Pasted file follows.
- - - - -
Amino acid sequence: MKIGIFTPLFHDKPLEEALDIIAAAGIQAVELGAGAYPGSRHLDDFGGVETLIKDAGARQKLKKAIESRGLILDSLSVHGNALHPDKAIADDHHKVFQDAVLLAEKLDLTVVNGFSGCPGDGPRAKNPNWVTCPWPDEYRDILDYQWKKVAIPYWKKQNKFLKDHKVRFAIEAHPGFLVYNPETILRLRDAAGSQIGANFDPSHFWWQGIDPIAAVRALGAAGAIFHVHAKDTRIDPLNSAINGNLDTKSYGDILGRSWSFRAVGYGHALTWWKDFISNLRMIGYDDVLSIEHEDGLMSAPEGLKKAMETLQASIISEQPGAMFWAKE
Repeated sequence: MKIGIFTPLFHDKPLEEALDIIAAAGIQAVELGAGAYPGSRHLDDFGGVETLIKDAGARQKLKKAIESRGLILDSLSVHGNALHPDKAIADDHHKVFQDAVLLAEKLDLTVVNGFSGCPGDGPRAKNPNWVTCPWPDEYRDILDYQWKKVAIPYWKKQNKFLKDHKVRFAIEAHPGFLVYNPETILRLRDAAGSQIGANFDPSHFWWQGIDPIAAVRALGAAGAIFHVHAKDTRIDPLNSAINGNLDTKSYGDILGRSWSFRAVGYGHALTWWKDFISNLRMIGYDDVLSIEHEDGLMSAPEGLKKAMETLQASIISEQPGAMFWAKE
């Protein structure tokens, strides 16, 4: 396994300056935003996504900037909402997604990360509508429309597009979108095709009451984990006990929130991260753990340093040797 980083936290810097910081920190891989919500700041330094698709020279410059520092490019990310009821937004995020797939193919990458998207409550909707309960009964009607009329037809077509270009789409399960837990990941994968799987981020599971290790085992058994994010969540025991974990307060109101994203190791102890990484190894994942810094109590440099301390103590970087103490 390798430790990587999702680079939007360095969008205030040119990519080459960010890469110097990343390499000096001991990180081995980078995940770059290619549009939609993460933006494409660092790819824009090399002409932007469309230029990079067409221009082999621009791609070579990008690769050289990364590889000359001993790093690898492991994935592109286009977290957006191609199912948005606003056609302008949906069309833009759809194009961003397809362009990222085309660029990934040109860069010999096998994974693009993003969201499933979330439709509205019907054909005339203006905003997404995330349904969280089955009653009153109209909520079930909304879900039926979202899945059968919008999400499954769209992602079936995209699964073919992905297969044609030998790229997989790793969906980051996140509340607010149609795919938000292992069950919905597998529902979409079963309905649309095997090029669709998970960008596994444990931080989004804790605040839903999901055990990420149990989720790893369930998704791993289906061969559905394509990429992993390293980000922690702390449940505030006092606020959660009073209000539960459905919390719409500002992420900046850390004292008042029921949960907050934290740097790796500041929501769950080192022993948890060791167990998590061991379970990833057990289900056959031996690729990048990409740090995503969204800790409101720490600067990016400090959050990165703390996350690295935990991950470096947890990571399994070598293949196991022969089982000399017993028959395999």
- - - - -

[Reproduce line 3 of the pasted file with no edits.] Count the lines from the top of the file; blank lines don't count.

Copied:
């Protein structure tokens, strides 16, 4: 396994300056935003996504900037909402997604990360509508429309597009979108095709009451984990006990929130991260753990340093040797 980083936290810097910081920190891989919500700041330094698709020279410059520092490019990310009821937004995020797939193919990458998207409550909707309960009964009607009329037809077509270009789409399960837990990941994968799987981020599971290790085992058994994010969540025991974990307060109101994203190791102890990484190894994942810094109590440099301390103590970087103490 390798430790990587999702680079939007360095969008205030040119990519080459960010890469110097990343390499000096001991990180081995980078995940770059290619549009939609993460933006494409660092790819824009090399002409932007469309230029990079067409221009082999621009791609070579990008690769050289990364590889000359001993790093690898492991994935592109286009977290957006191609199912948005606003056609302008949906069309833009759809194009961003397809362009990222085309660029990934040109860069010999096998994974693009993003969201499933979330439709509205019907054909005339203006905003997404995330349904969280089955009653009153109209909520079930909304879900039926979202899945059968919008999400499954769209992602079936995209699964073919992905297969044609030998790229997989790793969906980051996140509340607010149609795919938000292992069950919905597998529902979409079963309905649309095997090029669709998970960008596994444990931080989004804790605040839903999901055990990420149990989720790893369930998704791993289906061969559905394509990429992993390293980000922690702390449940505030006092606020959660009073209000539960459905919390719409500002992420900046850390004292008042029921949960907050934290740097790796500041929501769950080192022993948890060791167990998590061991379970990833057990289900056959031996690729990048990409740090995503969204800790409101720490600067990016400090959050990165703390996350690295935990991950470096947890990571399994070598293949196991022969089982000399017993028959395999």